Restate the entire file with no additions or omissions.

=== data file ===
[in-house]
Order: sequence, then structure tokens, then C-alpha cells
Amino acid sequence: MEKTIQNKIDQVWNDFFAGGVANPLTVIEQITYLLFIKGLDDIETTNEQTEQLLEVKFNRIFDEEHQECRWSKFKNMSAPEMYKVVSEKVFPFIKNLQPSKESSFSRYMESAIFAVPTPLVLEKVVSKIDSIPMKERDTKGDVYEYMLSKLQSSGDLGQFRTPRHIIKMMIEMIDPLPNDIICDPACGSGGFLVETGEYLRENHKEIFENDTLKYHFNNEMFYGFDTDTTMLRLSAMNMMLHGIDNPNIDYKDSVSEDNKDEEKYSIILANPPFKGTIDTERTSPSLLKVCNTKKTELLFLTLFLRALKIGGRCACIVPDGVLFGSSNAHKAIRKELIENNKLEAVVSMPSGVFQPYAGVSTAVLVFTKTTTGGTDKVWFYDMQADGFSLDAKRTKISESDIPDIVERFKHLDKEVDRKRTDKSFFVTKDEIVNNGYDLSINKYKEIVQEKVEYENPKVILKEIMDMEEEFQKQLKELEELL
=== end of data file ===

[in-house]
Order: sequence, then structure tokens, then C-alpha cells
Amino acid sequence: MEKTIQNKIDQVWNDFFAGGVANPLTVIEQITYLLFIKGLDDIETTNEQTEQLLEVKFNRIFDEEHQECRWSKFKNMSAPEMYKVVSEKVFPFIKNLQPSKESSFSRYMESAIFAVPTPLVLEKVVSKIDSIPMKERDTKGDVYEYMLSKLQSSGDLGQFRTPRHIIKMMIEMIDPLPNDIICDPACGSGGFLVETGEYLRENHKEIFENDTLKYHFNNEMFYGFDTDTTMLRLSAMNMMLHGIDNPNIDYKDSVSEDNKDEEKYSIILANPPFKGTIDTERTSPSLLKVCNTKKTELLFLTLFLRALKIGGRCACIVPDGVLFGSSNAHKAIRKELIENNKLEAVVSMPSGVFQPYAGVSTAVLVFTKTTTGGTDKVWFYDMQADGFSLDAKRTKISESDIPDIVERFKHLDKEVDRKRTDKSFFVTKDEIVNNGYDLSINKYKEIVQEKVEYENPKVILKEIMDMEEEFQKQLKELEELL